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Wilner, W. (1996). Dreams and the Holistic Nature of Interpersonal Psychoanalytic Experience. Psychoanal. Dial., 6(6):813-829.

(1996). Psychoanalytic Dialogues, 6(6):813-829

Dreams and the Holistic Nature of Interpersonal Psychoanalytic Experience

Warren Wilner, Ph.D.

Patients' dreams and analysts' dreams about patients are assumed to reflect each analytic participant's attitude and psychic conduct toward the other, and an unconscious overlapping of psychic issues and struggles between them as well. This makes it possible to deal with dreams from one-person and two-person models of psychological functioning, as well as from an additional psychic dimension that is assumed to be a creation of the analysis itself. As a source of freely moving experience within both participants, one that is assumed to have a life and direction of its own, this latter dimension of analysis permits patient and analyst to undergo more freely the actual experience of the treatment as a modality that is separate from and prior to positivistically grounded determinations that can be made about either the patient or analyst individually, or about the two of them jointly.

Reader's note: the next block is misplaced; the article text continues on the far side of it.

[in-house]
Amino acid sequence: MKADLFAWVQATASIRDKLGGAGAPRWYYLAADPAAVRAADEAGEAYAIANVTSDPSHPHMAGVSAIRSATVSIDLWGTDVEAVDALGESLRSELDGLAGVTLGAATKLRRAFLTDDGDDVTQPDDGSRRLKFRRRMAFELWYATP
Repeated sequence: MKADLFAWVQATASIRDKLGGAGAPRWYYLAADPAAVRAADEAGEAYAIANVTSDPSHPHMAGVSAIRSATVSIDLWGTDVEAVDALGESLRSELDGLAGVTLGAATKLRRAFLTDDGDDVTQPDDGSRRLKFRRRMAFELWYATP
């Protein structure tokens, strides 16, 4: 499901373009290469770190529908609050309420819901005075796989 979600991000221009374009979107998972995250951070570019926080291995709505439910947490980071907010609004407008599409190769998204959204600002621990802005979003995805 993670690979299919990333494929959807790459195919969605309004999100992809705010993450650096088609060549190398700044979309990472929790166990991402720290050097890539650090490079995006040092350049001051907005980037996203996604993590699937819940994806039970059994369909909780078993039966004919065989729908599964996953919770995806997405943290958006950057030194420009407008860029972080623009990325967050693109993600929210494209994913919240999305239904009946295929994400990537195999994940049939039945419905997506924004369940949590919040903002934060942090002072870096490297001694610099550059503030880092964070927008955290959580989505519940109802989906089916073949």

This dimension of analysis is said also to reflect a holism that characterizes conscious and unconscious psychoanalytic experience. Dreams and unconsciously generated dreamlike clinical phenomena are presented to try to illustrate this holistic character of analytic work, and to show how either participant's psychic productions maybe used to evoke significant experiences and further clinical knowledge.

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